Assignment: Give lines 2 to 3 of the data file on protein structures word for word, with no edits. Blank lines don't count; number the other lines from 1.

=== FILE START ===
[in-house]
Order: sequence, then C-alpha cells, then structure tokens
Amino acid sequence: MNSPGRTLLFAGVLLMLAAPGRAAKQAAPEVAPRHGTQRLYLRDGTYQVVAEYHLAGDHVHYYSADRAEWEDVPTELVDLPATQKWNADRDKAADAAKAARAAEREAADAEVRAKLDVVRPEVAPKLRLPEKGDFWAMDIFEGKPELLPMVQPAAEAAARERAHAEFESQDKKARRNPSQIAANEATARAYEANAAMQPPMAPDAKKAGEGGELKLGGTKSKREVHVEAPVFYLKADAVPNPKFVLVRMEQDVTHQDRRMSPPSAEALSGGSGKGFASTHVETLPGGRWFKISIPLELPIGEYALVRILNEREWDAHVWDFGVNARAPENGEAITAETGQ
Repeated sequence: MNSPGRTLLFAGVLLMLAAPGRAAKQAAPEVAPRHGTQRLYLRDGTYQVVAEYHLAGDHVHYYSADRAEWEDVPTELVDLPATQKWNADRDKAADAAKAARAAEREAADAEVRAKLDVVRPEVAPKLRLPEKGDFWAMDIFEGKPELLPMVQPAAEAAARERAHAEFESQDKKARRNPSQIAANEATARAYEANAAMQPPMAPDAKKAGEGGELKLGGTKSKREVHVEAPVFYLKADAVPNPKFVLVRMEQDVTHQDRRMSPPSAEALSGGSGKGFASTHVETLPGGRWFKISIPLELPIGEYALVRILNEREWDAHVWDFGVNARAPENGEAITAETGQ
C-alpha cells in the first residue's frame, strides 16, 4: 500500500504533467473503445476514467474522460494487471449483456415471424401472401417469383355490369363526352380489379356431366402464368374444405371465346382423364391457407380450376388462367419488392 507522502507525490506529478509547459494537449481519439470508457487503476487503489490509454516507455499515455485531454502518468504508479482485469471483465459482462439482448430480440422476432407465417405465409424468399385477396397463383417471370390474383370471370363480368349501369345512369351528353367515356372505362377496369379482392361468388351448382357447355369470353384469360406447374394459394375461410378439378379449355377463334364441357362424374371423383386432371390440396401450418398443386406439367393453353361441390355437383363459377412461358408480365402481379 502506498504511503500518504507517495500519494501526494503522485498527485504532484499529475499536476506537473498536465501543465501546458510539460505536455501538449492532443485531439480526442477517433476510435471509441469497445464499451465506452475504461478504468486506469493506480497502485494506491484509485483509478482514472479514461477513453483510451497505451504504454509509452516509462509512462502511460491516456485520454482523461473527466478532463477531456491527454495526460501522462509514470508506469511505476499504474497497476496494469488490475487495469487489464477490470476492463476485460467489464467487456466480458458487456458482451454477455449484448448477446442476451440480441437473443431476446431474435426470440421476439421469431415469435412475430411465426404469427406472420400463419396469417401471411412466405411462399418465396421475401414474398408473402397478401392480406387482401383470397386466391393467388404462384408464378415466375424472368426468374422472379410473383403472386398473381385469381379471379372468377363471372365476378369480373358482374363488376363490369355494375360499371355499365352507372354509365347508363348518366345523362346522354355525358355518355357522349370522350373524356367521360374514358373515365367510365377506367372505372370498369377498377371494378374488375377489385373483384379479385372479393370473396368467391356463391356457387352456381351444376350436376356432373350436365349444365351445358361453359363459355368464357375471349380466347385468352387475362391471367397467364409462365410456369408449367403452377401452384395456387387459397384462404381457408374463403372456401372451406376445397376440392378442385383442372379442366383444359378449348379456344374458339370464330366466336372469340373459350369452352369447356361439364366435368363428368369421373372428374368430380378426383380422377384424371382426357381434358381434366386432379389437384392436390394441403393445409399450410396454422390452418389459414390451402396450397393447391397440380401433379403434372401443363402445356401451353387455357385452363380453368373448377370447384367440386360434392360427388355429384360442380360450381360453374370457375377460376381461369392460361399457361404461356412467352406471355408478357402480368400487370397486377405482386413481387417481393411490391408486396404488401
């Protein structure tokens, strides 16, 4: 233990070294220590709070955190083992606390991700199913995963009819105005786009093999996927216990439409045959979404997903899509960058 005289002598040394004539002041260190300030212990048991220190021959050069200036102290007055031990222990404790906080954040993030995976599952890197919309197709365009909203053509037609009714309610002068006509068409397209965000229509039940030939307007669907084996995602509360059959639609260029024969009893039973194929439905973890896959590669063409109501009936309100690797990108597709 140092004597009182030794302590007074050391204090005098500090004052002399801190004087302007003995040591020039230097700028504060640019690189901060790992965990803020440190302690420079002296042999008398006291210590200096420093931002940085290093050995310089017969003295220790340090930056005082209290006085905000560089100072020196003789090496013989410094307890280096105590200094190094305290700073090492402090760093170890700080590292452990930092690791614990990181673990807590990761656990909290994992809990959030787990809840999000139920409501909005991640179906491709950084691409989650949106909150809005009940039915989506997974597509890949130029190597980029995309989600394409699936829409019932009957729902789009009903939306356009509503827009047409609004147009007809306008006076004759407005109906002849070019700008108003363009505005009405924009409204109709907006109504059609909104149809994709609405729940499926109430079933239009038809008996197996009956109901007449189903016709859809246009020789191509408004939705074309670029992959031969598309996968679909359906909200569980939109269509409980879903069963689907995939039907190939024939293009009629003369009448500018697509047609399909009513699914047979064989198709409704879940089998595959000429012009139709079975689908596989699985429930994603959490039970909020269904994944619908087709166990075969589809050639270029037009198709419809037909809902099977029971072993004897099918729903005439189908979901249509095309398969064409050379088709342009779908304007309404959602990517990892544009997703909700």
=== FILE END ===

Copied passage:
Order: sequence, then C-alpha cells, then structure tokens
Amino acid sequence: MNSPGRTLLFAGVLLMLAAPGRAAKQAAPEVAPRHGTQRLYLRDGTYQVVAEYHLAGDHVHYYSADRAEWEDVPTELVDLPATQKWNADRDKAADAAKAARAAEREAADAEVRAKLDVVRPEVAPKLRLPEKGDFWAMDIFEGKPELLPMVQPAAEAAARERAHAEFESQDKKARRNPSQIAANEATARAYEANAAMQPPMAPDAKKAGEGGELKLGGTKSKREVHVEAPVFYLKADAVPNPKFVLVRMEQDVTHQDRRMSPPSAEALSGGSGKGFASTHVETLPGGRWFKISIPLELPIGEYALVRILNEREWDAHVWDFGVNARAPENGEAITAETGQ